Youngsters could provide a (turbo) boost

Ohio State's freshmen might make a fast offense even faster.

CHICAGO - Top returning running back Carlos Hyde's status remains uncertain, and a still mostly unproven receiving corps came out of spring practice improved -- but still mostly unproven. 

Ohio State opens camp in less than two weeks trying to maximize the talent around quarterback Braxton Miller, and the mix of candidates for playing time will include several familiar names and at least a couple who aren't familiar yet.

The freshmen are coming. 

Another highly-rated Urban Meyer recruiting class is regarded as being especially strong at the offensive skill positions, and Meyer hasn't hidden his excitement to see how quickly those new faces can become new weapons. From National Signing Day in February through the spring and now into the summer, Meyer has said he believes incoming freshmen Dontre Wilson and Jalin Marshall -- and maybe not just those two -- can crack the lineup sooner rather than later. 

"The overall speed level, we've improved it," Meyer said at Big Ten Media Days. "These guys haven't played yet, and I haven't seen them on the field, but the reports I get from the strength coaches and the guys who have seen them are good. 

"We'll be faster on offense."

No formal coaching or practices have taken place since April, but player-organized workouts have been taking place throughout the summer. Most of the freshmen reported in early June. 

"I don't even know their names," senior offensive tackle Jack Mewhort said. "But I see some guys out there who can fly. Whoever they are, they can really run."

At various points during interview sessions at Big Ten Media Days, Miller mentioned Wilson and Jalin Marshall as players who have made positive early impressions in 7-on-7 and drill settings.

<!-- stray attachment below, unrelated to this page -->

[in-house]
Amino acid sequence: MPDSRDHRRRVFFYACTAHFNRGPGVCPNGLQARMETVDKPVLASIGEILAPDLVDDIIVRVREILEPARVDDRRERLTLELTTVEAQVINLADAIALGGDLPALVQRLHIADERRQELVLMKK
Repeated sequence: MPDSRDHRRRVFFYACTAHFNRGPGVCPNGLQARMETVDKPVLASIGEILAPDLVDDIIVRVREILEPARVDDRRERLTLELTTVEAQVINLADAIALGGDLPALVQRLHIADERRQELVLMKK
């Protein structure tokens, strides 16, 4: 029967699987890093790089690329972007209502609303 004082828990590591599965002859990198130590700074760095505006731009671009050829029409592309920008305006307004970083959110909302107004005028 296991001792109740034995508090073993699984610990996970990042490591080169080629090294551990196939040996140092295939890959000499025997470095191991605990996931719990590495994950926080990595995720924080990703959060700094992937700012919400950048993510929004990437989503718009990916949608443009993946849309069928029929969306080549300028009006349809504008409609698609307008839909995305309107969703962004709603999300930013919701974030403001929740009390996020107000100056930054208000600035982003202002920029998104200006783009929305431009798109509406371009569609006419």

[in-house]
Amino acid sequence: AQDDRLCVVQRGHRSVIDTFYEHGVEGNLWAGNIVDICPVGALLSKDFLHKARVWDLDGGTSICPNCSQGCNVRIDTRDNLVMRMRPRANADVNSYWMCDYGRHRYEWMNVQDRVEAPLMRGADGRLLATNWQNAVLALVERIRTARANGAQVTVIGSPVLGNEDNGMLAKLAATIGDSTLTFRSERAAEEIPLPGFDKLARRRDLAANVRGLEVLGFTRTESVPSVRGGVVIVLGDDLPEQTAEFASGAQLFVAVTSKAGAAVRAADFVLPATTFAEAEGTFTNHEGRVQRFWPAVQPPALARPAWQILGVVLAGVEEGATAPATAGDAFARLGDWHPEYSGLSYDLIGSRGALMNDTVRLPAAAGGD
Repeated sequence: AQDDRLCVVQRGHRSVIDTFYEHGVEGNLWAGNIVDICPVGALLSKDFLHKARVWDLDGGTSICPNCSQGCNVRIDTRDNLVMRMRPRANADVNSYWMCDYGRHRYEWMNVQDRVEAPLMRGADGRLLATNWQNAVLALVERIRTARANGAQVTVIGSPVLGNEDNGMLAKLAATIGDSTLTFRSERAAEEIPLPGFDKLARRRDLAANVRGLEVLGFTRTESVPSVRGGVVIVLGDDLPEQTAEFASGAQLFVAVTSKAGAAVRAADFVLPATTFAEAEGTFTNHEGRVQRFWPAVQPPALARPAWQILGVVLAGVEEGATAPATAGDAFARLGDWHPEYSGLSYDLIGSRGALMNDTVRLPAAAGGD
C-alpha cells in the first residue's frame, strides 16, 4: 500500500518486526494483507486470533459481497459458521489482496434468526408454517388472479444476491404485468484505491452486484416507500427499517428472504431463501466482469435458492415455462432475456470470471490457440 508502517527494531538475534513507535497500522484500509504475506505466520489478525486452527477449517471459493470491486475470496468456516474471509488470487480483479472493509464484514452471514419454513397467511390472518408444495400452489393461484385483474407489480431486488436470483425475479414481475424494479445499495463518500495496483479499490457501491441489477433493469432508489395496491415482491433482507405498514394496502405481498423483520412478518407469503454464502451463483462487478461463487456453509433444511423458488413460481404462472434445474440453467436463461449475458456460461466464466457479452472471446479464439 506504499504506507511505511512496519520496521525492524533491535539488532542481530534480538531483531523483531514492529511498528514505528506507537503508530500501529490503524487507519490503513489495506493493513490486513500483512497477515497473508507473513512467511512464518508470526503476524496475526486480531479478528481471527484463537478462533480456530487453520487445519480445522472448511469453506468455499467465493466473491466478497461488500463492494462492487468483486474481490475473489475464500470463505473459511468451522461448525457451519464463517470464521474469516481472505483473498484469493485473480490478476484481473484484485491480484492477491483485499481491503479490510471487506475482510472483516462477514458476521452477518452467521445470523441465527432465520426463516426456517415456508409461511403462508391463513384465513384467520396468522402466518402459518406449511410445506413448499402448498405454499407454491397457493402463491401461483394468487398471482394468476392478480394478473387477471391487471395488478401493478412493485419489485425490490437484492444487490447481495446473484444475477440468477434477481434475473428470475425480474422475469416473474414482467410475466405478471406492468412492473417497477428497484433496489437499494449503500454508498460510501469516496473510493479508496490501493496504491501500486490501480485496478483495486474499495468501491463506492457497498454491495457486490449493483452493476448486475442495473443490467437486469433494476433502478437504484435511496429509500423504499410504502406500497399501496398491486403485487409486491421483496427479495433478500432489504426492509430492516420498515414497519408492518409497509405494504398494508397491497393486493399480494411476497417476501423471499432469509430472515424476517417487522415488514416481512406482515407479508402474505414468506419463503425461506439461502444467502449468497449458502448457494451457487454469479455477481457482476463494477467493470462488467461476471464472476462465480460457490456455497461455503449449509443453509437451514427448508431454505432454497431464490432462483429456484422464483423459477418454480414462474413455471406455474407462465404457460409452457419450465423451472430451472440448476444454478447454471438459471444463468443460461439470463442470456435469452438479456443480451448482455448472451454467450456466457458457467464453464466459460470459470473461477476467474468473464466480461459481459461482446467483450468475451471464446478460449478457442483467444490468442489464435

"I'm excited," Miller said. "Those guys are good."

Said senior safety Christian Bryant: "They are really, really good."

Marshall was a quarterback at Middletown High School in Southwest Ohio and was recruited as an athlete. Wilson, who's from the Dallas area, switched him commitment from Oregon to Ohio State after Chip Kelly left Oregon for the Philadelphia Eagles. 

How they all fit -- returnees and the new additions -- remains to be seen. Meyer has praised tight ends Nick Vannett and Jeff Heuerman for their work and improvement and said the offense was exploring ways to get both on the field at the same time.Ohio State also spent time in the spring working on a formation with Miller and three running backs in the backfield out of a shotgun set. 

Hyde got the bulk of the carries Miller didn't get last season, but Jordan Hall is set to return from a medical redshirt year and Rod Smith got valuable experience last season, too. Incoming freshman Ezekiel Elliott joins other returnees Warren Ball and Brionte' Dunn at running back, while Hall, Marshall and Wilson probably fit best in the slot/pivot position -- something Ohio State didn't really have last year. Freshman wide receiver James Clark could also push for playing time; it wouldn't be a total surprise to see Marshall and/or Wilson at receiver, too. 

Miller said he under threw Clark the first time he threw to him in summer workouts.

"I had no idea how fast he was," Miller said. 

Meyer has said players who earn their way will play and the offense will be tailored towards getting the best players on the field; hence the two-tight end sets and the tinkering with the inverted full-house backfield, with or without Hyde. More will be expected of Miller in his second year operating the offense -- and those who can catch on and keep up will get the most opportunities.

"Fast," Meyer said of how the Buckeyes offense will operate. "It's going to be warp speed."

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